Christmas might come but once a year, but the expectation for its arrival is a yearlong passion for many. Larchmont, New York, collector Bill Steely is a solid member of these Yuletide yearners. In fact, the 53-year-old retired ad executive is the publicity director for the Golden Glow organization and the co-administrator of the holiday proponents’ Facebook page. As a member of its board of directors, who always has a keen eye toward recruitment, Steely is living his lifelong dream — a Christmas dream replete with candy containers, feather trees, Santa figures, and ornaments galore. As a young boy, Bill grew up with a love of the decorations and pageantry that defined the Noel season. Today, he is the grown-up equivalent of having his childhood wishes come true.
In his blue-collar family home, on the outskirts of Philadelphia, Bill’s parents were firmly working-class, and money was often tight. However, the purse strings were loosened when it came to spreading happiness and enjoyment among the family: “We didn’t have much money, and our vacation was a couple nights at the Jersey Shore. We could always count on that, and getting everything we wanted at Christmas. My parents would go into debt in December, and spend the next eight months catching up. We always had an abundance at Christmas.”
Bill collected coins as a child, and his mother had a penchant for Hummel figurines. His cousin, Debby, was an antiques dealer, and it was through her specialty in holiday collectibles that the adolescent saw what was available to be bought and bartered: “Christmas had the most to offer in the way of antiques, with Halloween right behind. So many great things were made for both holidays. But Christmas is what really stirred an interest in me. She gave me some early ornaments, and from there I just needed to find out as much as I could. The more I learned, the more interested I became. It fed on itself.”
As the decades fluttered by, Steely’s interest in antiques continued to expand. Nearly a dozen years ago, while at an antiques fair in upstate New York, Steely was lingering at a booth that had a vast array of Japanese ornaments — chenille, celluloid, and glass. His time spent studying the merchandise and inspecting its condition led the dealer to talk to him about a club called the Golden Glow, an association made up of collectors of pre-1966 Christmas paraphernalia.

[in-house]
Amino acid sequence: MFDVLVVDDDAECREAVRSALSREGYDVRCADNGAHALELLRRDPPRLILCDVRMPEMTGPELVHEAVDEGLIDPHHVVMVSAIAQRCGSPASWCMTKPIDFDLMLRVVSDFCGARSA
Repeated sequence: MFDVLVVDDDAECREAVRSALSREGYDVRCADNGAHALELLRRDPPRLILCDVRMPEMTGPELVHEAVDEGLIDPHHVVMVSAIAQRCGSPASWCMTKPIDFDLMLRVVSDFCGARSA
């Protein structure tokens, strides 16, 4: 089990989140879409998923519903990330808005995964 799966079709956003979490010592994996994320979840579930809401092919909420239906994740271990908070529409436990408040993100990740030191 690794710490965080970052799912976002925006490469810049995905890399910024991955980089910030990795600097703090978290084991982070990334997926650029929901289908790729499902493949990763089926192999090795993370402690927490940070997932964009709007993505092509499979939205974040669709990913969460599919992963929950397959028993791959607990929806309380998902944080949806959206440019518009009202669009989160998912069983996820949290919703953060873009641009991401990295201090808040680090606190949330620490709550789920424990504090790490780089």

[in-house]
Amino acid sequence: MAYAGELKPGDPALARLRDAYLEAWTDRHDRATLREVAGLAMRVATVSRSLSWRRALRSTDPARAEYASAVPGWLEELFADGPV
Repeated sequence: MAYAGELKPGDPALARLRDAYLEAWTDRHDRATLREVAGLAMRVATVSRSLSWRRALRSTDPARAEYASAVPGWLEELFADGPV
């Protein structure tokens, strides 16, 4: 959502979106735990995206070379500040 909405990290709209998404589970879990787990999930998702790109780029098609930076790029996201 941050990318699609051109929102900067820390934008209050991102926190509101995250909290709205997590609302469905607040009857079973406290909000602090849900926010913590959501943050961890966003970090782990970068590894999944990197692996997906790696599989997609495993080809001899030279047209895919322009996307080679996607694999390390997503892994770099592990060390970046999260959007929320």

After joining the organization, Steely attended its convention, which was held in Cincinnati, and brought his 6-year-old daughter, Chloe, with him. “I had asked both my daughters if they wanted to attend, and it was Chloe who said yes.”
That affirmation began an annual tradition of father and daughter traveling to attend the large yearly gatherings, and his little girl — now 17 — has become a full-fledged Christmas aficionado as well.
“Chloe has a pretty impressive Krampus collection, which also includes quite a few figures that are also candy containers. ‘Krampus’ is an alter ego of the gift giver, in this case St. Nicholas, which is a legend in Southern Germany, Austria, and Czechoslovakia. St. Nicholas rewarded the good children for good deeds with treats, and Krampus punished the bad children, often putting them in his sack and carrying them to a place from which they wouldn’t return! No wonder we have the artist Haddon Sundblom’s version of Santa (the iconic Coca-Cola Santa), and American bad kids get coal instead of chains and switches!” bemuses Steely.
Much of Steely’s personal collection is comprised of Victorian-era toys, displays, ornaments, and die-cut creations. “I have clockwork ‘nodders’ in my collection that were used as trade stimulators. They would be placed in shop windows — bakeries, dry goods, apothecaries — and attract customers. It was a precursor to the department store window displays,” he explains. “The nodders can be very complex, with several moving parts. There are Santa toys and games, blocks and puzzles, banks and toys. Once you start collecting Christmas, you can dig deep into a lot of areas. I don’t know how many things I own, but I do know it is too much to put out every year.”